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Alexander and Massey compare outcomes for children whose parents did and did not take part in Great Migration

Geronimus on pushing past early dismissal of her weathering hypothesis

Thompson: Censoring reading materials in prisons could lead to more, not less rebellion

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Remembering Jim Morgan, founding member of ISR and creator of the PSID

1/17/18: ISR screening and discussion of documentary "Class Divide" at Michigan Theater

Bailey et al. find higher income among children whose parents had access to federal family planning programs in the 1960s and 70s

U-M's campus climate survey results discussed in CHE story

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Mon, Jan 22, 2018, noon: Narayan Sastry

story art

Geronimus says findings on health disparities plausible and disturbing

a PSC In The News reference, 2015

"Life expectancy decline overstated, but health inequality has worsened" - University Record. 12/07/2015.

Questioning earlier results showing a significant decrease in life expectancy among US white women with less than a high school education, John Bound, Arline Geronimus, Javier Rodriguez, and Tim Waidmann conducted new research that measured education using a relative rank in the distribution rather than years of education. They found no evidence that survival probabilities declined dramatically, 1990 to 2010, for the bottom quartile of educational attainment among white women. Rather, they say, whites in higher socioeconomic quartiles showed gains in life expectancy, while socioeconomically disadvantaged groups stagnated, which increased SES-based health inequality. "Although the alarm generated by the dramatic findings of earlier studies was likely exaggerated, our more modest and relative findings are both more plausible and still disturbing," said Geronimus.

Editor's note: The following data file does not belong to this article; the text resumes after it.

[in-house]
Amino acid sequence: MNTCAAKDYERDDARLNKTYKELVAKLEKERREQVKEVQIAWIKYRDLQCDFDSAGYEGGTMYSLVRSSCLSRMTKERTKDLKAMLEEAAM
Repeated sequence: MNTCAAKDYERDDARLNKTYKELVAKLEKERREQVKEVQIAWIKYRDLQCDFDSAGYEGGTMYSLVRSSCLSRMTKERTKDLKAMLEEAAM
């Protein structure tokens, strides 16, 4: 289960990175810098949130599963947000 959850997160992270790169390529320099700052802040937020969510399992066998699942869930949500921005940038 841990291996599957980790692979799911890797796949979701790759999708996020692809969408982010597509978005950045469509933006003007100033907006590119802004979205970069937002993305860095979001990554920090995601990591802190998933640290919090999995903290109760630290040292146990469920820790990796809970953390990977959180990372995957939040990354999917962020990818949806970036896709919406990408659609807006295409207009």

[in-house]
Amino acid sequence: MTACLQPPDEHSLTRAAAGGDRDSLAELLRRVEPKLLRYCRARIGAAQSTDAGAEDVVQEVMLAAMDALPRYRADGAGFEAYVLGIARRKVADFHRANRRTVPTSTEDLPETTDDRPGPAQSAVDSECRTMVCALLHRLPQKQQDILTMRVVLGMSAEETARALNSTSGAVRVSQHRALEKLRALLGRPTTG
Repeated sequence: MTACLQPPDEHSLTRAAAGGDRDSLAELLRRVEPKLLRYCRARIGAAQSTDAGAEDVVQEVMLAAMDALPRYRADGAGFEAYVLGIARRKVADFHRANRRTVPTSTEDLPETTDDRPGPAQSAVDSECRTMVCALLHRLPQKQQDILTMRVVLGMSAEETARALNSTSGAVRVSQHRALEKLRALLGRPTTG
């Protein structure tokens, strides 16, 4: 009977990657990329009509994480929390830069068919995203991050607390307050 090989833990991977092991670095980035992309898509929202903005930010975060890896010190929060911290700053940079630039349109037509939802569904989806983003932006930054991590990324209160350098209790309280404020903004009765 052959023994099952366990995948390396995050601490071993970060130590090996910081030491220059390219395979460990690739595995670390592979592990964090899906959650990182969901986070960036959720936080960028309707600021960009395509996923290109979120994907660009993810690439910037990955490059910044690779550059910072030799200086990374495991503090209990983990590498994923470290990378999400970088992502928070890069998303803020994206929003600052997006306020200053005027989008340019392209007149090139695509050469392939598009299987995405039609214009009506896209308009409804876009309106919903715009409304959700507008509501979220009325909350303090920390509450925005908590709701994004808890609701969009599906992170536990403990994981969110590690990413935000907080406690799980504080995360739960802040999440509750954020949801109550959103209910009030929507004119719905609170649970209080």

Related journal article

Researchers:

John Bound
Arline T. Geronimus
Javier Rodriguez
Timothy A. Waidmann

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